I am afraid. I am really, very afraid and these turn of events have made me into a worse person. I get a twinge of guilt every time I look for a second longer at someone who is acting suspiciously, not because I think it is unnecessary but because with each glance I sink lower and lower into moral depravity.

Hotel 3, shot down on his request, then had to fall back and allow de Menezes on the tube. It is at this point that the lies the British public have been spun over the past three weeks really start to snowball.

Jean Charles de Menezes vaulted the ticket barrier, much like Yassin Hassan Omar was seen doing on CCTV one day earlier.

False. Just like any other law-abiding citizen, he paid for his last ride. Indeed, showing this "we are not afraid" attitude that those living in Britain are said to have in abundance, he was taking public transport just a day after the attempted bombings.

Jean Charles de Menezes had clothing that could have resembled a bomb belt, or was wearing a backpack.

Absolutely false, as the pictures of his dead body on the floor of the train, stained red with blood, shows.

Yes, he ran for the train, like any good commuter worth his salt does. The fact of whether de Menezes did these things or not is not even the problem - the unarmed, undercover officers following him were not seriously alarmed at this point, instead three of them taking their places on the train, including the ever-present Hotel 3. It should be pointed out at this stage that the police force still had absolutely no idea of whether this man they were following was a terrorist or an electrician. The four armed police officers from SO19 who had trailed de Menezes "as a precaution," according to PC Cressida Dick, made their way to the platform of Stockwell station. Hotel 3 pointed out de Menezes (in what would be the single mistake he made) before trying to detain the Brazilian, who had left his seat in the confusion of four armed police officers storming the train he was on.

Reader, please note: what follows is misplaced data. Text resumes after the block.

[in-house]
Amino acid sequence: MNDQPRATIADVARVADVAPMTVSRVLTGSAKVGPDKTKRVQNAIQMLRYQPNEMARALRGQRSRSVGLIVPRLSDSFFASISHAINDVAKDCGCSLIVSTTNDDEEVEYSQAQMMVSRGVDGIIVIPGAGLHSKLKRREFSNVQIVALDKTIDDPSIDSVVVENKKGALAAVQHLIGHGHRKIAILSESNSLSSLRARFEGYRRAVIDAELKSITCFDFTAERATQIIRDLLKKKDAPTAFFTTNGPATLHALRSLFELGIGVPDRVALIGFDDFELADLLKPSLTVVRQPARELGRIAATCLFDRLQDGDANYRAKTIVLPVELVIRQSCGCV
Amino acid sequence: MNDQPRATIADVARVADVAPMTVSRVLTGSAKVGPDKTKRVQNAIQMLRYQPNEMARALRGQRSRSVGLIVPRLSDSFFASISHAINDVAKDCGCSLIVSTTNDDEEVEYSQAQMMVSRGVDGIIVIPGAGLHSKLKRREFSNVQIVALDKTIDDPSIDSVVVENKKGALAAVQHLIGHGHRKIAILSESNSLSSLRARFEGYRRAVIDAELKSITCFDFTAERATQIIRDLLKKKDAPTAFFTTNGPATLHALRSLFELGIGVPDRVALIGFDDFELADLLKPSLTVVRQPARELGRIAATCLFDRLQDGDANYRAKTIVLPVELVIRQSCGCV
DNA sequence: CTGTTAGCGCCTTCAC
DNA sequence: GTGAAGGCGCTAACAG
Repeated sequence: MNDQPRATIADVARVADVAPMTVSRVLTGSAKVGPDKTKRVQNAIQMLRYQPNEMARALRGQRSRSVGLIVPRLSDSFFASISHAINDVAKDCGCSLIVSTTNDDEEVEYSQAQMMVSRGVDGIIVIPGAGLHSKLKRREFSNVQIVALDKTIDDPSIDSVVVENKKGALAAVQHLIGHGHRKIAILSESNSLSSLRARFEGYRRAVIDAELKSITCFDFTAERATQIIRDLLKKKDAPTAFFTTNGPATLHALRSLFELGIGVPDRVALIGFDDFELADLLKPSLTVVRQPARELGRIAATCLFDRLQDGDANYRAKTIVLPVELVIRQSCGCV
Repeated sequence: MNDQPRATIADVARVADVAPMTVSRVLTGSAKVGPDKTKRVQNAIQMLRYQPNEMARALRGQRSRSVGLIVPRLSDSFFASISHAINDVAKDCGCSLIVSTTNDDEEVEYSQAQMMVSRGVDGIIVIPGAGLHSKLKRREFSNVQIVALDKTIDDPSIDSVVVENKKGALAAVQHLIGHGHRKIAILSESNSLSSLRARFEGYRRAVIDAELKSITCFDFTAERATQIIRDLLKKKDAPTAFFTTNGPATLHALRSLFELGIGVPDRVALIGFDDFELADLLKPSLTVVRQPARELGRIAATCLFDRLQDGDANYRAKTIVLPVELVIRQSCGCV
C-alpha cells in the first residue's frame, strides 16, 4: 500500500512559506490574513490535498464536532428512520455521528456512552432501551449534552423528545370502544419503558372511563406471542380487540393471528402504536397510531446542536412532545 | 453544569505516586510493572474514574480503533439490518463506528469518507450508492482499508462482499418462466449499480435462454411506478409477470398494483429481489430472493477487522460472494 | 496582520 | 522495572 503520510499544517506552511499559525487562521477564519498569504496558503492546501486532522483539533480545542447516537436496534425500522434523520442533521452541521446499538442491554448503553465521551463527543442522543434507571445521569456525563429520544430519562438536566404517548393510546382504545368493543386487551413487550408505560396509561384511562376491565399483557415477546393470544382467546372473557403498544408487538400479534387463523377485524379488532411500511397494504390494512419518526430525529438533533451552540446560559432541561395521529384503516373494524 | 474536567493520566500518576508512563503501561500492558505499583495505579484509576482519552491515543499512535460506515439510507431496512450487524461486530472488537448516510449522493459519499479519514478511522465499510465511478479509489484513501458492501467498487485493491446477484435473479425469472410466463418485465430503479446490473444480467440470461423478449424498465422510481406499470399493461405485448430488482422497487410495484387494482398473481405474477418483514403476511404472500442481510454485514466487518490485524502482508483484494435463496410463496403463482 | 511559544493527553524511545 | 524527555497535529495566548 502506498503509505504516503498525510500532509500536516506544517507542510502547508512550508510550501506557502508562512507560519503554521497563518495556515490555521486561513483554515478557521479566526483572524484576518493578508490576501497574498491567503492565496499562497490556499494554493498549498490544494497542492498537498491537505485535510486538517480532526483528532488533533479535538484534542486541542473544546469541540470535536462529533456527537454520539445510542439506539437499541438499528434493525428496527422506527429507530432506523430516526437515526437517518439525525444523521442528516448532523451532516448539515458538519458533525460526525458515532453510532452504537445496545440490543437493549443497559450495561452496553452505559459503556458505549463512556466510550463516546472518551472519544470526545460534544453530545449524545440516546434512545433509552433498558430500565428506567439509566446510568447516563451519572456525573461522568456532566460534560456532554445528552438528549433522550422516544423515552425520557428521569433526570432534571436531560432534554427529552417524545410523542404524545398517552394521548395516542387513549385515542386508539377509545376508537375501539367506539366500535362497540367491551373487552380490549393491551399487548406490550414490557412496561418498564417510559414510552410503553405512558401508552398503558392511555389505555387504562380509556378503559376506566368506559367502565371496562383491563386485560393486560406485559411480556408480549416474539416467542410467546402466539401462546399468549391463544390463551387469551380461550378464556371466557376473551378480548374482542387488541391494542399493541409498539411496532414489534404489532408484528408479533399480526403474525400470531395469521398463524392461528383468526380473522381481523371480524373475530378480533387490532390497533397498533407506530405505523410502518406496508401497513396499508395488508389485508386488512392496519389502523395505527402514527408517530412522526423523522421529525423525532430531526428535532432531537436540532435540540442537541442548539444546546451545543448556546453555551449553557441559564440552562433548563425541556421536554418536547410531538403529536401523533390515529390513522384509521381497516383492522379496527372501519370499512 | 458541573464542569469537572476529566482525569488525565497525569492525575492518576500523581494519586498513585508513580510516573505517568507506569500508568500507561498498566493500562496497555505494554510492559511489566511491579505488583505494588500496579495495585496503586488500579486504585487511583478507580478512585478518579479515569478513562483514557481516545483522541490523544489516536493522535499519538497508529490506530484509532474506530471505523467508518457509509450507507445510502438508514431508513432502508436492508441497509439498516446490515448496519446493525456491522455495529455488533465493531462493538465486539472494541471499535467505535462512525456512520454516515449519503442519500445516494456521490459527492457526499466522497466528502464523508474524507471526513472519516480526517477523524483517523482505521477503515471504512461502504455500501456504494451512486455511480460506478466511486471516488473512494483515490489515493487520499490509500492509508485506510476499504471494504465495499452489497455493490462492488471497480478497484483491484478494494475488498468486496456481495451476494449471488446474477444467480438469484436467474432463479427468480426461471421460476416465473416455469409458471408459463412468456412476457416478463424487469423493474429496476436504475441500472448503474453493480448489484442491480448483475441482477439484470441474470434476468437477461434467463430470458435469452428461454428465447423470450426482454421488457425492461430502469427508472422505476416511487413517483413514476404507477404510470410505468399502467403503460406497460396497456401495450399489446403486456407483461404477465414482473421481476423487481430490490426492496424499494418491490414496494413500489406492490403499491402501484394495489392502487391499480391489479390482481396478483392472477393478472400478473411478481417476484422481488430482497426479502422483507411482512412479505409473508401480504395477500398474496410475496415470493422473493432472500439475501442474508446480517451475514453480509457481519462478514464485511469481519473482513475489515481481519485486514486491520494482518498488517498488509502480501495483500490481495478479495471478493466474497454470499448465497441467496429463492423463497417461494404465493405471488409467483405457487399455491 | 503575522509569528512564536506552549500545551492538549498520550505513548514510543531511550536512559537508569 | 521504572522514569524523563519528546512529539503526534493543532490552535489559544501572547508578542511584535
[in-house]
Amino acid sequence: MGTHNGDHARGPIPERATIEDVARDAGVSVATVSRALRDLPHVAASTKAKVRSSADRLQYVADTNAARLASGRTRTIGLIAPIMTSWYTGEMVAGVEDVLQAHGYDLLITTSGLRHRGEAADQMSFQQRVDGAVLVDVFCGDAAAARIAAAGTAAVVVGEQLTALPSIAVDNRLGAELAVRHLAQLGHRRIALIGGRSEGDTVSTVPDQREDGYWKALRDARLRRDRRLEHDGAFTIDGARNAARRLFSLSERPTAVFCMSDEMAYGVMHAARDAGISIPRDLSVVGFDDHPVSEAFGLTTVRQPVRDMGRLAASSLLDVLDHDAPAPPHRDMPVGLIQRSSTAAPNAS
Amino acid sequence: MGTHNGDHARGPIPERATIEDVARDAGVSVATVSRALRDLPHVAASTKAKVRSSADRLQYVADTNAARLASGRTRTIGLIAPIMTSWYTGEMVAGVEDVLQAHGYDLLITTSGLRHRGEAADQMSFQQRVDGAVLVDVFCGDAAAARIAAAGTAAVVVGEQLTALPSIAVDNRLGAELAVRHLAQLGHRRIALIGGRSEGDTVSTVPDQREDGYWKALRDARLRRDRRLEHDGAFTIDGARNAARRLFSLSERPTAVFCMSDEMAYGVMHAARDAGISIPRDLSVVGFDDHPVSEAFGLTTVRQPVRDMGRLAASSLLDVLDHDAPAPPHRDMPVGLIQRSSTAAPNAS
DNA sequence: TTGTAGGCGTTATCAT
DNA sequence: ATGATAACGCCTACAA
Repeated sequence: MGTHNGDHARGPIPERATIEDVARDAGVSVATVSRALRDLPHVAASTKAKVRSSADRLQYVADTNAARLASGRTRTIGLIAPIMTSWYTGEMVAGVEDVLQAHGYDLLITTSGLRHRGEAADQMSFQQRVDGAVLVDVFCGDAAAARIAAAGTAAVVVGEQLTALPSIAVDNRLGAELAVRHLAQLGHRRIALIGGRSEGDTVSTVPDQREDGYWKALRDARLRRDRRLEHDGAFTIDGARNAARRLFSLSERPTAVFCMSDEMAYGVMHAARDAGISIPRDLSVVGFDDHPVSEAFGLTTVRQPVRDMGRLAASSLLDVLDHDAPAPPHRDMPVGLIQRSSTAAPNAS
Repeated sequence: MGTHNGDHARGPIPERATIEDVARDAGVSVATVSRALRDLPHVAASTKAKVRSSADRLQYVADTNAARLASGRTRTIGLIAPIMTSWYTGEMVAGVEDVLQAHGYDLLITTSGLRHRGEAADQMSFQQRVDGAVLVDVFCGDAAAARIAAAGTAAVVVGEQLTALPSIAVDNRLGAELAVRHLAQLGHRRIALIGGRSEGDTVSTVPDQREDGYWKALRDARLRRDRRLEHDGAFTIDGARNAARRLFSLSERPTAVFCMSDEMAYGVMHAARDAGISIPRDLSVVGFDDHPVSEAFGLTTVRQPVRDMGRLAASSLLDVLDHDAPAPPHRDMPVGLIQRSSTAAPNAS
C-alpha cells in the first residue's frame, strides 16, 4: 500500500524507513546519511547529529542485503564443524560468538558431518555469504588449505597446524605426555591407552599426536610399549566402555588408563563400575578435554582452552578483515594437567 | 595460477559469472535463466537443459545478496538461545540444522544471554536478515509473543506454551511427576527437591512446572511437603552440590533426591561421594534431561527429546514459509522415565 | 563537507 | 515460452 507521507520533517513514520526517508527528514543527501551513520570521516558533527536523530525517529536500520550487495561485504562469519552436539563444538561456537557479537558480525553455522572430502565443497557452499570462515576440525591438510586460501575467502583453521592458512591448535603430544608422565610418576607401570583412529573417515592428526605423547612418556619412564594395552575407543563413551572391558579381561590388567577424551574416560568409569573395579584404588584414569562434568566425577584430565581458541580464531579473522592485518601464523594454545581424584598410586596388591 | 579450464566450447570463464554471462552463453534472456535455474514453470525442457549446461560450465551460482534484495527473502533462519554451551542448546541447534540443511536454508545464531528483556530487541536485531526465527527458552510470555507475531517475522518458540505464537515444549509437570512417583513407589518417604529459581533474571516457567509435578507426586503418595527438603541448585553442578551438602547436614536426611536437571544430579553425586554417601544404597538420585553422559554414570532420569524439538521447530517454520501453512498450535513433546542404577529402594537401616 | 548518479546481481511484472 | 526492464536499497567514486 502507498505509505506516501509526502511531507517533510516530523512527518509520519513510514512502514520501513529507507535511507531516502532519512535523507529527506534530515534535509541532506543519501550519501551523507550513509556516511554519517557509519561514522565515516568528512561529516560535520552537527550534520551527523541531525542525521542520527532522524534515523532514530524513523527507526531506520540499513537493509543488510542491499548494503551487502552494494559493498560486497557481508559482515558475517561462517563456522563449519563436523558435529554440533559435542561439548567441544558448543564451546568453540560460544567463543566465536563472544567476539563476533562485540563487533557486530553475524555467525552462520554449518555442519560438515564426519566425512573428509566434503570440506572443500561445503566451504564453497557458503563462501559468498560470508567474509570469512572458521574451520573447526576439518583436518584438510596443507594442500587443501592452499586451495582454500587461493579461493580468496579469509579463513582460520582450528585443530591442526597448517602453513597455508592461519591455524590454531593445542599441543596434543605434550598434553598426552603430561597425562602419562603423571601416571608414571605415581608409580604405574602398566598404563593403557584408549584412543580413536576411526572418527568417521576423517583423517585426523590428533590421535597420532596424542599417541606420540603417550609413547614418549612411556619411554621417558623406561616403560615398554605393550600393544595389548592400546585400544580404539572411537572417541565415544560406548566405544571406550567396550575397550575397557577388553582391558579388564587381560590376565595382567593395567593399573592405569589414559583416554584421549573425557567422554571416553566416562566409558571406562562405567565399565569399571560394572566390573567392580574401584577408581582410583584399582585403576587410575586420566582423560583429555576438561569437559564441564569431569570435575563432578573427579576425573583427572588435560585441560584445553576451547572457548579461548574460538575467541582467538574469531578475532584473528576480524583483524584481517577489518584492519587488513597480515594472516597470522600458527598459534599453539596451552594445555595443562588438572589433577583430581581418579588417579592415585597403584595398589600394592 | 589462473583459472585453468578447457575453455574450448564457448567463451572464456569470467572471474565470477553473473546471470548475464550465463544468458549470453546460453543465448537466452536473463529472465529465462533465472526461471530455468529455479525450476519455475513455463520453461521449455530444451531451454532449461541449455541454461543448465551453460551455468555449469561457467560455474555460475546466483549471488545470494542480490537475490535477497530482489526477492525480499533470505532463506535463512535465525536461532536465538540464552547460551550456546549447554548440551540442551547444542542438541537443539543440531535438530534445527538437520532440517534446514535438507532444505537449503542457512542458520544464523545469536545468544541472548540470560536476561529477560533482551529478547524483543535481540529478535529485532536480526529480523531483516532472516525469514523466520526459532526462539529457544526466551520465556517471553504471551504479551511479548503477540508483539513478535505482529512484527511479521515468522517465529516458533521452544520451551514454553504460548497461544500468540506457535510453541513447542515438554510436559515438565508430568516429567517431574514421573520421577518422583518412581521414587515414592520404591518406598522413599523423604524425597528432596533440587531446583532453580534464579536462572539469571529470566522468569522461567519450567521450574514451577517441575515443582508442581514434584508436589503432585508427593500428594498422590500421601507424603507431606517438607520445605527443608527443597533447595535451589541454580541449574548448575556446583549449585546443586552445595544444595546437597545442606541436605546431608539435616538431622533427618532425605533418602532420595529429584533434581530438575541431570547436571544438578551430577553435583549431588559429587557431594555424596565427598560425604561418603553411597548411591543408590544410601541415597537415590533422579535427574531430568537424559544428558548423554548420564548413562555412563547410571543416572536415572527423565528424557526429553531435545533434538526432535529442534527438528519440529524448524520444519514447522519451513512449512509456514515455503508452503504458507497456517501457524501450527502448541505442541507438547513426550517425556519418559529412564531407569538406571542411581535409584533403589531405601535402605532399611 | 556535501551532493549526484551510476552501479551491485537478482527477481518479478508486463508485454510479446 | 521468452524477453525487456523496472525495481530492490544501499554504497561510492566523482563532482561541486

Hotel 3 managed to pin de Menezes down on his seat, to the point that he could not move. This was seemingly not enough for some trigger-happy SO19 officers, who decided to unload eight bullets into his head and chest, and three into the seat behind him, from what one eyewitness referenced in the leaked report as "twelve inches." Hotel 3 narrowly dodged the hail of bullets, which left de Menezes stone cold dead.

Just three weeks ago, I was a staunch supporter of the Metropolitan Police and their shoot to kill policy, under the pretence that the suspect had been acting suspiciously, was wearing what looked like a bomb belt and had evaded police officers. I still am a supporter of the policy, as long as the person in question actually does any of those three things. If, as happened here, none of those suspicions were raised, and if, as happened here, any kind of identification was forgone, I am totally against it.

It certainly does not help to be lied to in the aftermath, that is for sure.